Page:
The gendered effects of droughts: Production shocks and labor response in agriculture

Article Type

Research Article

Publication Title

Labour Economics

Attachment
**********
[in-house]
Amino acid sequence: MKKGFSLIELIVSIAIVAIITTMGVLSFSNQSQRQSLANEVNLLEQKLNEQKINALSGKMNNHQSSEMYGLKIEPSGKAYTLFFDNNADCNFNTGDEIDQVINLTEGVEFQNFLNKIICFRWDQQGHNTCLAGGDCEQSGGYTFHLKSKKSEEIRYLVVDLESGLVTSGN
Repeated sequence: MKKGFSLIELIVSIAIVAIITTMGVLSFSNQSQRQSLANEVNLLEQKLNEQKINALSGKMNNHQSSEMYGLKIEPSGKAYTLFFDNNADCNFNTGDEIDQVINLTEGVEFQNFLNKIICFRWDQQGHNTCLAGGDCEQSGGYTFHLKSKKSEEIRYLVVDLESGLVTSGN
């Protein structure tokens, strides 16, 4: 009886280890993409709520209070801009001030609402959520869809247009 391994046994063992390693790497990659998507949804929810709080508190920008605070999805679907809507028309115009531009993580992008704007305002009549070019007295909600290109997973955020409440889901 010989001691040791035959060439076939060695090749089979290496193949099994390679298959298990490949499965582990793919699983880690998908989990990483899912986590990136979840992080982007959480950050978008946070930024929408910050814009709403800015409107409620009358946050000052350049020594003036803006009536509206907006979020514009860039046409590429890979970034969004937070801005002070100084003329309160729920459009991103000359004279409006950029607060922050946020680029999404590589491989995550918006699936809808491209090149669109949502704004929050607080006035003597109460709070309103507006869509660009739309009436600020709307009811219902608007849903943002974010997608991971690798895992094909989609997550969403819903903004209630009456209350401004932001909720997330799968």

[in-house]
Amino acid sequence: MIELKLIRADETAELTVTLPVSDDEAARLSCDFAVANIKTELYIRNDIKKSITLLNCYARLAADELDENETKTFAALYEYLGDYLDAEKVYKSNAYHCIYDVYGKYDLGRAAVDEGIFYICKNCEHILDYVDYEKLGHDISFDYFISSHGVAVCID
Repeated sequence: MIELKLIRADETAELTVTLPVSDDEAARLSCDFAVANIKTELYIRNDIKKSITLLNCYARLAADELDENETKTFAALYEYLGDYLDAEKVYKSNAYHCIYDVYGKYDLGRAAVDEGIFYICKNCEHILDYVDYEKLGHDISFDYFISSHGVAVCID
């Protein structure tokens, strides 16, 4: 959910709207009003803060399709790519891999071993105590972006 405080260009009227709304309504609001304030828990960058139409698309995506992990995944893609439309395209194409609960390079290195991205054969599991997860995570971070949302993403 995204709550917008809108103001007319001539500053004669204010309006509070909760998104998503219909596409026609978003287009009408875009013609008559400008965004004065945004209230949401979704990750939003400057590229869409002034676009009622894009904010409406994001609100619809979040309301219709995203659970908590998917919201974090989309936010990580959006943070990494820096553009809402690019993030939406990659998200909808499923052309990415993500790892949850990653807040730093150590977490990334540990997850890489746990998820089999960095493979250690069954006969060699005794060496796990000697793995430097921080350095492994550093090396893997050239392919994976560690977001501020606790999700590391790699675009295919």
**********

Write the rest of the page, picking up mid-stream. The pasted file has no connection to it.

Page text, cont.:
Climate change has increased rainfall uncertainty, leading to greater production risks in agriculture. We examine the gender-differentiated labor impacts of droughts using unique individual-level panel data for agricultural households in India over half a decade. Accounting for unobserved heterogeneity across individuals, we find that women's workdays are 19% lower than men's when a drought occurs, driven by the former's lack of diversification to the non-farm sector. Women are less likely to work outside their village and migrate relative to men in response to droughts and are consequently unable to cope fully with the adverse agricultural productivity shock. We find suggestive evidence in support of social costs emanating from gender norms that constrain women's access to non-farm work opportunities. The results highlight the gendered impact of climate shocks, potentially exacerbating extant gender gaps in the labor market.



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